• jeff
        jeff says:

        Hi Chuck,

        Here’s what I got told about the Billabong brand value by somebody in Australia.

        Some of BBG’s intangibles came onto the balance sheet at the time of the initial public offering back in 2000. Basically the way it worked was that shareholders subscribed for shares in a shell company which turned around and acquired the Billabong business. As the business is mainly intangibles (little in the way of hard assets) – most of the value paid for the business was brought onto the balance sheet as an intangible asset (either specific brand value or more general goodwill).

        Does that seem clearer?


  2. Chuck
    Chuck says:

    This is a Pandora’s box. Depends on how the equity offering was done. There could be lots of room for play here and it just does not smell very good.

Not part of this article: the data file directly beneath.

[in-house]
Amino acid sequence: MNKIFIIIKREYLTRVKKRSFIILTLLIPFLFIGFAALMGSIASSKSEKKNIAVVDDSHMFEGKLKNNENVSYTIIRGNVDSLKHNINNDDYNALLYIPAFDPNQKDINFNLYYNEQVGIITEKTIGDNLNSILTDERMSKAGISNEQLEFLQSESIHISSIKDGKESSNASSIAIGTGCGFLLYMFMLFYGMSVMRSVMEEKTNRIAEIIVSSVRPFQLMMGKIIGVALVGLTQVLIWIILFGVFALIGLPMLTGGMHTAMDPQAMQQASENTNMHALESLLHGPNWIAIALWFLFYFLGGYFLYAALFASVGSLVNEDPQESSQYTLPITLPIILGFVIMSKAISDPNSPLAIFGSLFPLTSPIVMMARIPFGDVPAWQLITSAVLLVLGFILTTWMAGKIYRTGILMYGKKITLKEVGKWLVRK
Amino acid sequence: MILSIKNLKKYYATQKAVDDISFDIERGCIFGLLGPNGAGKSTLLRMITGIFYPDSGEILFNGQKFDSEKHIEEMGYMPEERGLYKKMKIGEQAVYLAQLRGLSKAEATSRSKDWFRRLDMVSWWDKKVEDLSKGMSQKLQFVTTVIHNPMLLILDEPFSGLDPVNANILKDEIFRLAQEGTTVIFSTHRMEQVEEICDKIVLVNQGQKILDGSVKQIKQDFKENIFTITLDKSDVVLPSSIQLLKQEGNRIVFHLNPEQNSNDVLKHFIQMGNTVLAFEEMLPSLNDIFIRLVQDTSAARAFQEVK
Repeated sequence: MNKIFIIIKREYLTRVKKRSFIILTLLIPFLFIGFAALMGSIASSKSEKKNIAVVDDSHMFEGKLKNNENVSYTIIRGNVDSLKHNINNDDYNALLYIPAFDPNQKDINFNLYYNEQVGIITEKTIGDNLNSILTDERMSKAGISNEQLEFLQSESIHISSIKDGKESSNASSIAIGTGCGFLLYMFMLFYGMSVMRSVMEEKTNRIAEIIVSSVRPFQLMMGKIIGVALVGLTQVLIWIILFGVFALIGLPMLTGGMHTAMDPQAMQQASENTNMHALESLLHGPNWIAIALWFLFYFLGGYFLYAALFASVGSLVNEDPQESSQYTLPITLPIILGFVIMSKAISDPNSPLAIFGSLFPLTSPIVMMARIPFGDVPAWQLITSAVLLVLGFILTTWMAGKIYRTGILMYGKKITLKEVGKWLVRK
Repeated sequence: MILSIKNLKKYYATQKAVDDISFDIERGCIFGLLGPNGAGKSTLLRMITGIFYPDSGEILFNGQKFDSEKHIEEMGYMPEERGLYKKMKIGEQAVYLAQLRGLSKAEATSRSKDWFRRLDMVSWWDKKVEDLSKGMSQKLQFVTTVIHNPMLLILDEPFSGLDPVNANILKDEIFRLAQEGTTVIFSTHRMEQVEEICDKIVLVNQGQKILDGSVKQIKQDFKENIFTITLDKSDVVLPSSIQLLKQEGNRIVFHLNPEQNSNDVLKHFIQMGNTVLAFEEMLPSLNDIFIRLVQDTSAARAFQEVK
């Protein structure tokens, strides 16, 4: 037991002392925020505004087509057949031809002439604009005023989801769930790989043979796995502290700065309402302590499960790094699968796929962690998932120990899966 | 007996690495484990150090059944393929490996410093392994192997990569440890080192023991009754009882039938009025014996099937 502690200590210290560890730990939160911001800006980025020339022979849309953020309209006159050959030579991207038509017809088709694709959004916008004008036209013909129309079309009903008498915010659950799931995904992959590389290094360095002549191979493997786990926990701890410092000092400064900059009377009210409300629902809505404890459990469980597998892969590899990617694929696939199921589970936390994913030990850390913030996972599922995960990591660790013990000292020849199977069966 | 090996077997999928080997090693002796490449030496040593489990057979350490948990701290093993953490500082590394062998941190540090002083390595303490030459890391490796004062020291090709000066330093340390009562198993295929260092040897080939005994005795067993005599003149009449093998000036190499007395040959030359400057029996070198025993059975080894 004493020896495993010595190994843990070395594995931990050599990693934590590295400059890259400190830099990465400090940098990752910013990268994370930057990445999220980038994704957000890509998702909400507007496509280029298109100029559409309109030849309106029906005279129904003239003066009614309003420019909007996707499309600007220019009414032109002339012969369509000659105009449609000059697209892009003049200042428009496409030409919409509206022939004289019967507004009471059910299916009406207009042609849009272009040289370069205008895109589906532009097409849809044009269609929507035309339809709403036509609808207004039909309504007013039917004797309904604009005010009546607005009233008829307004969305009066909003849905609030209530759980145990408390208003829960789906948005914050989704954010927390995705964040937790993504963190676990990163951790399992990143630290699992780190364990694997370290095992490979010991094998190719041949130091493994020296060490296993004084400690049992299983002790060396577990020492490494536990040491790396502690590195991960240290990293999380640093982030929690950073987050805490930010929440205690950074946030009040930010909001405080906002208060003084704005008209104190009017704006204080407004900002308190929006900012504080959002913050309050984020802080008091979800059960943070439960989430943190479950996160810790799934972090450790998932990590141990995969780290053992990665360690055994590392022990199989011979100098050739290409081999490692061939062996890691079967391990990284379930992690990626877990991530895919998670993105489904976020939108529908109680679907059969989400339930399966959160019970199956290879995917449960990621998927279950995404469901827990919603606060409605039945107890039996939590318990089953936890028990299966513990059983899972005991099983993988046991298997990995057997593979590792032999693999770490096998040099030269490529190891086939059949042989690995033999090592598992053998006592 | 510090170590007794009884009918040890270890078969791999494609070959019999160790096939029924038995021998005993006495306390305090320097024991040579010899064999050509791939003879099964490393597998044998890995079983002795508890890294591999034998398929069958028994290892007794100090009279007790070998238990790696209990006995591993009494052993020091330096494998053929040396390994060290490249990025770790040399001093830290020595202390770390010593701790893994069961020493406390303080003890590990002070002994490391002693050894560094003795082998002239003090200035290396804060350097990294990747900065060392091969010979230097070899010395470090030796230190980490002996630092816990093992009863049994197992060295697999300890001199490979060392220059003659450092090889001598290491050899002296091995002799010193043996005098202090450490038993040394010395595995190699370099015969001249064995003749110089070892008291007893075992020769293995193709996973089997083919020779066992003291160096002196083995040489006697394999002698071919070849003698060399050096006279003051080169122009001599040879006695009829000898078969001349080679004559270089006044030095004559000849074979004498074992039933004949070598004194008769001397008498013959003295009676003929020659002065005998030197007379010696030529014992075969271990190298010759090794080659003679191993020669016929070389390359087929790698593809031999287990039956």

The Nixon piece would be most interesting to follow, I quickly Googled and the initial 2005 purchase price was at the most $72 million. How did the value get to $272 million on the balance sheet(my math to get that was assume right off plus remaining value = 50% total)? These are the type of things that really make numbers folks worry.

    • jeff
      jeff says:

      It’s all in the specifics of the accounting, as done in Australia and we’d need to see the actual debits and credits to figure it out. While I’m curious, I just don’t have the time to chase it down. Let’s see. First subscribing for cash in a shell company. Debit cash, credit equity, right? Then buy the existing Billabong business. And like with any acquisition, you then have to allocate the purchase price to the assets and, like with most deals, there’s a bunch of purchase price left over that gets allocated to goodwill. So that doesn’t seem strange to me. Now, I assume, but don’t know, that the shell acquired Billabong for shares in the shell, because that creates float and some shareholders. Or maybe they bought assets for cash.

      Well, interesting speculation.